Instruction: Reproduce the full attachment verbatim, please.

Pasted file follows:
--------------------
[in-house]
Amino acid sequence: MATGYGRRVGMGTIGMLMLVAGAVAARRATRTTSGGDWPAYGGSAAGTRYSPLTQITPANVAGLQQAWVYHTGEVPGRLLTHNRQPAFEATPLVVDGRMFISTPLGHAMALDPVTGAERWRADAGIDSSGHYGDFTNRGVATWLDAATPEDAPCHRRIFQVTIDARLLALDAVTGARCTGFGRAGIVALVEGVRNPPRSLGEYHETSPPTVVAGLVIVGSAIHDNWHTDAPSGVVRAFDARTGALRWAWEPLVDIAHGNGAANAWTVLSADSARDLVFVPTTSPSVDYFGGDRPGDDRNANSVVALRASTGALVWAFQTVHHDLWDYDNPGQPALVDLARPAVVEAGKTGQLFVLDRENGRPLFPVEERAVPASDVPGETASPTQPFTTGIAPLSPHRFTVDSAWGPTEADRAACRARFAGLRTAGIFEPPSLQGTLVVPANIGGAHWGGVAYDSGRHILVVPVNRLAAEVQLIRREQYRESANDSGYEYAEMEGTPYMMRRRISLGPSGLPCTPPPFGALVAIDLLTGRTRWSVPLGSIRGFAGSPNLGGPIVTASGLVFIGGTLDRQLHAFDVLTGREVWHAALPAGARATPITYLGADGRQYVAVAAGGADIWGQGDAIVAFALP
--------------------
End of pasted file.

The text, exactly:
[in-house]
Amino acid sequence: MATGYGRRVGMGTIGMLMLVAGAVAARRATRTTSGGDWPAYGGSAAGTRYSPLTQITPANVAGLQQAWVYHTGEVPGRLLTHNRQPAFEATPLVVDGRMFISTPLGHAMALDPVTGAERWRADAGIDSSGHYGDFTNRGVATWLDAATPEDAPCHRRIFQVTIDARLLALDAVTGARCTGFGRAGIVALVEGVRNPPRSLGEYHETSPPTVVAGLVIVGSAIHDNWHTDAPSGVVRAFDARTGALRWAWEPLVDIAHGNGAANAWTVLSADSARDLVFVPTTSPSVDYFGGDRPGDDRNANSVVALRASTGALVWAFQTVHHDLWDYDNPGQPALVDLARPAVVEAGKTGQLFVLDRENGRPLFPVEERAVPASDVPGETASPTQPFTTGIAPLSPHRFTVDSAWGPTEADRAACRARFAGLRTAGIFEPPSLQGTLVVPANIGGAHWGGVAYDSGRHILVVPVNRLAAEVQLIRREQYRESANDSGYEYAEMEGTPYMMRRRISLGPSGLPCTPPPFGALVAIDLLTGRTRWSVPLGSIRGFAGSPNLGGPIVTASGLVFIGGTLDRQLHAFDVLTGREVWHAALPAGARATPITYLGADGRQYVAVAAGGADIWGQGDAIVAFALP